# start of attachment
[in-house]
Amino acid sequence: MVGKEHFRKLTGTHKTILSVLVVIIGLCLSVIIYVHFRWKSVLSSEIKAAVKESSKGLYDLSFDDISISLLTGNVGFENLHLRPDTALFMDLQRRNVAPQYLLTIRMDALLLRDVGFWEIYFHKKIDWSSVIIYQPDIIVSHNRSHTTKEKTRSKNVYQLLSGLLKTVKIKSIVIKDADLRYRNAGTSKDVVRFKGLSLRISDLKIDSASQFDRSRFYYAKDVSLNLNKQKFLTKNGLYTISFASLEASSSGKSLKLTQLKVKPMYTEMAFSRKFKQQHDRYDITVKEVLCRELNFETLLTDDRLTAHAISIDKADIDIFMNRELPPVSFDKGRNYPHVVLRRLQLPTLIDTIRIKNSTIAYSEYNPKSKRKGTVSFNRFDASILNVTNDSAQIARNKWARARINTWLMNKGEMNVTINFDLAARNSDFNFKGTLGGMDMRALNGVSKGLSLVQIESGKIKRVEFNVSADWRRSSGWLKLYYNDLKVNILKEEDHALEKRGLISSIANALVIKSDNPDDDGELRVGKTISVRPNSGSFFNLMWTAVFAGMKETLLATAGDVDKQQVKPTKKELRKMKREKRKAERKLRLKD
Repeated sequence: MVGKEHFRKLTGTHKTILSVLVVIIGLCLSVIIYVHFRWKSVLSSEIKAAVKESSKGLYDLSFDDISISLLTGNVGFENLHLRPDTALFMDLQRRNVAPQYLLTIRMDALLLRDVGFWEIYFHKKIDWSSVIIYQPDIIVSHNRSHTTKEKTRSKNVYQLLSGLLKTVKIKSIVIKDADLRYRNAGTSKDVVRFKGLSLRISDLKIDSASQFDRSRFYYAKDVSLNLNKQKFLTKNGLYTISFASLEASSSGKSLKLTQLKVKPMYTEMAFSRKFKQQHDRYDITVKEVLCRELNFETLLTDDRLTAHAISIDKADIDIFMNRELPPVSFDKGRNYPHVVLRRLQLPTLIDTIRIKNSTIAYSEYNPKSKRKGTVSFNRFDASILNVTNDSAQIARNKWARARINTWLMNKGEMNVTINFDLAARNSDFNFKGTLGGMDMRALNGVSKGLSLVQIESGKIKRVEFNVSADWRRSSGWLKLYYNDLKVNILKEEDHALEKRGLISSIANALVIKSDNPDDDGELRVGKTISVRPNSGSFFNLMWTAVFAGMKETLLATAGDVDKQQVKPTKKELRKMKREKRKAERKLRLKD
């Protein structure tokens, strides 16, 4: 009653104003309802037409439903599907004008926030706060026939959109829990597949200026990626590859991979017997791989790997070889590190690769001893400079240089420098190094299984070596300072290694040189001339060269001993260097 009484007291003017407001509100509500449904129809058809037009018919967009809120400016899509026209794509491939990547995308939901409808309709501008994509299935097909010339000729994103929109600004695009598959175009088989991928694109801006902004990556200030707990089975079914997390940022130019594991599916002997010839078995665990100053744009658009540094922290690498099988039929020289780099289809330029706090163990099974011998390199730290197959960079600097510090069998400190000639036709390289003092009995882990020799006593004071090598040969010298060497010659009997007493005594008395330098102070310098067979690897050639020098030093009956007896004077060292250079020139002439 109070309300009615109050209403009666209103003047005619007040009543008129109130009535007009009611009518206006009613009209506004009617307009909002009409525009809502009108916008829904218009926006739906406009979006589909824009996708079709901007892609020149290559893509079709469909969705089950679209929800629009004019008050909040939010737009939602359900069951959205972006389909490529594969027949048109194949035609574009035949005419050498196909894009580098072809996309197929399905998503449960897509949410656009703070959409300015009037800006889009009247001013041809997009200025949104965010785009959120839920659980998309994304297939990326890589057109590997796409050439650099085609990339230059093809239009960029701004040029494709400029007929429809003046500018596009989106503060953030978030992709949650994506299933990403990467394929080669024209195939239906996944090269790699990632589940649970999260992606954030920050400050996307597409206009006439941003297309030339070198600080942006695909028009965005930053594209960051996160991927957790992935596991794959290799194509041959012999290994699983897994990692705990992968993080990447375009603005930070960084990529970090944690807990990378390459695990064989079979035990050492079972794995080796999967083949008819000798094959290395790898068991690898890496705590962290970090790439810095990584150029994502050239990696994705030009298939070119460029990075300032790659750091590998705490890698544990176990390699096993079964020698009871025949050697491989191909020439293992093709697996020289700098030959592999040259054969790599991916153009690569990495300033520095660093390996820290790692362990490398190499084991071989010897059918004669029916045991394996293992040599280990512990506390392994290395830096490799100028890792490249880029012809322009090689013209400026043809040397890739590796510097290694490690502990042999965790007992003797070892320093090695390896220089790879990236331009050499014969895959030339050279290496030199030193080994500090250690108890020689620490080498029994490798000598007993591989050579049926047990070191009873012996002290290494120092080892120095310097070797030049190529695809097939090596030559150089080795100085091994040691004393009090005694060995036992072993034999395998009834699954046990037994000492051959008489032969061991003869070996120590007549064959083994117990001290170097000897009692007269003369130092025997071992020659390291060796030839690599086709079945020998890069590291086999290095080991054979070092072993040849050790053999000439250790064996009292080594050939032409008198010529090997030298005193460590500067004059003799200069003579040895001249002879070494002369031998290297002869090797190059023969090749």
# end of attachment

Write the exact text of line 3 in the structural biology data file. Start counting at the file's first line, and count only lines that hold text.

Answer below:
Repeated sequence: MVGKEHFRKLTGTHKTILSVLVVIIGLCLSVIIYVHFRWKSVLSSEIKAAVKESSKGLYDLSFDDISISLLTGNVGFENLHLRPDTALFMDLQRRNVAPQYLLTIRMDALLLRDVGFWEIYFHKKIDWSSVIIYQPDIIVSHNRSHTTKEKTRSKNVYQLLSGLLKTVKIKSIVIKDADLRYRNAGTSKDVVRFKGLSLRISDLKIDSASQFDRSRFYYAKDVSLNLNKQKFLTKNGLYTISFASLEASSSGKSLKLTQLKVKPMYTEMAFSRKFKQQHDRYDITVKEVLCRELNFETLLTDDRLTAHAISIDKADIDIFMNRELPPVSFDKGRNYPHVVLRRLQLPTLIDTIRIKNSTIAYSEYNPKSKRKGTVSFNRFDASILNVTNDSAQIARNKWARARINTWLMNKGEMNVTINFDLAARNSDFNFKGTLGGMDMRALNGVSKGLSLVQIESGKIKRVEFNVSADWRRSSGWLKLYYNDLKVNILKEEDHALEKRGLISSIANALVIKSDNPDDDGELRVGKTISVRPNSGSFFNLMWTAVFAGMKETLLATAGDVDKQQVKPTKKELRKMKREKRKAERKLRLKD